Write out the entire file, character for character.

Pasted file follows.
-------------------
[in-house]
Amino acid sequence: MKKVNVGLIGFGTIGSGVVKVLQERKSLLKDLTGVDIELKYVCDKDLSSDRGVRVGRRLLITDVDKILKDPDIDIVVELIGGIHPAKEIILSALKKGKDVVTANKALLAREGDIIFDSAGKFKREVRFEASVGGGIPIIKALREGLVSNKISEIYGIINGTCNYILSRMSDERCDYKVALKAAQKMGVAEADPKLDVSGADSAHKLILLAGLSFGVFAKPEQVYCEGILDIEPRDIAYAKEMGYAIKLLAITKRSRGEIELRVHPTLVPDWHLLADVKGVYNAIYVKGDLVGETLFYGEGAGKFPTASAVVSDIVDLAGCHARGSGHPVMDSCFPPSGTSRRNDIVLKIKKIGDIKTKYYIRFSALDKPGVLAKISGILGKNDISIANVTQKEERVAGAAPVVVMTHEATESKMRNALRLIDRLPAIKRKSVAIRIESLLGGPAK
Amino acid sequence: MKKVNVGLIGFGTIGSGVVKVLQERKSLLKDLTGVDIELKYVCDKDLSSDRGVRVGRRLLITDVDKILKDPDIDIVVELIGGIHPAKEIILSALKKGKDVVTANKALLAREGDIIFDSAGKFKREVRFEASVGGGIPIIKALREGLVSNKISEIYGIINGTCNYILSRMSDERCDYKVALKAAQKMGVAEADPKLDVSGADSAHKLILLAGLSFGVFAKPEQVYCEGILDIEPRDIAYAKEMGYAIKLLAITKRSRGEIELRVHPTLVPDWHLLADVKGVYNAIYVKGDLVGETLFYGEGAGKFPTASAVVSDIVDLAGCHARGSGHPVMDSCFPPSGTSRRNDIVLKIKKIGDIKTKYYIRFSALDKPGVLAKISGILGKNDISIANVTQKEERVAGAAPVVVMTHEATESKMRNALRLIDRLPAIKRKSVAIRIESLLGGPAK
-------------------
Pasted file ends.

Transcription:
[in-house]
Amino acid sequence: MKKVNVGLIGFGTIGSGVVKVLQERKSLLKDLTGVDIELKYVCDKDLSSDRGVRVGRRLLITDVDKILKDPDIDIVVELIGGIHPAKEIILSALKKGKDVVTANKALLAREGDIIFDSAGKFKREVRFEASVGGGIPIIKALREGLVSNKISEIYGIINGTCNYILSRMSDERCDYKVALKAAQKMGVAEADPKLDVSGADSAHKLILLAGLSFGVFAKPEQVYCEGILDIEPRDIAYAKEMGYAIKLLAITKRSRGEIELRVHPTLVPDWHLLADVKGVYNAIYVKGDLVGETLFYGEGAGKFPTASAVVSDIVDLAGCHARGSGHPVMDSCFPPSGTSRRNDIVLKIKKIGDIKTKYYIRFSALDKPGVLAKISGILGKNDISIANVTQKEERVAGAAPVVVMTHEATESKMRNALRLIDRLPAIKRKSVAIRIESLLGGPAK
Amino acid sequence: MKKVNVGLIGFGTIGSGVVKVLQERKSLLKDLTGVDIELKYVCDKDLSSDRGVRVGRRLLITDVDKILKDPDIDIVVELIGGIHPAKEIILSALKKGKDVVTANKALLAREGDIIFDSAGKFKREVRFEASVGGGIPIIKALREGLVSNKISEIYGIINGTCNYILSRMSDERCDYKVALKAAQKMGVAEADPKLDVSGADSAHKLILLAGLSFGVFAKPEQVYCEGILDIEPRDIAYAKEMGYAIKLLAITKRSRGEIELRVHPTLVPDWHLLADVKGVYNAIYVKGDLVGETLFYGEGAGKFPTASAVVSDIVDLAGCHARGSGHPVMDSCFPPSGTSRRNDIVLKIKKIGDIKTKYYIRFSALDKPGVLAKISGILGKNDISIANVTQKEERVAGAAPVVVMTHEATESKMRNALRLIDRLPAIKRKSVAIRIESLLGGPAK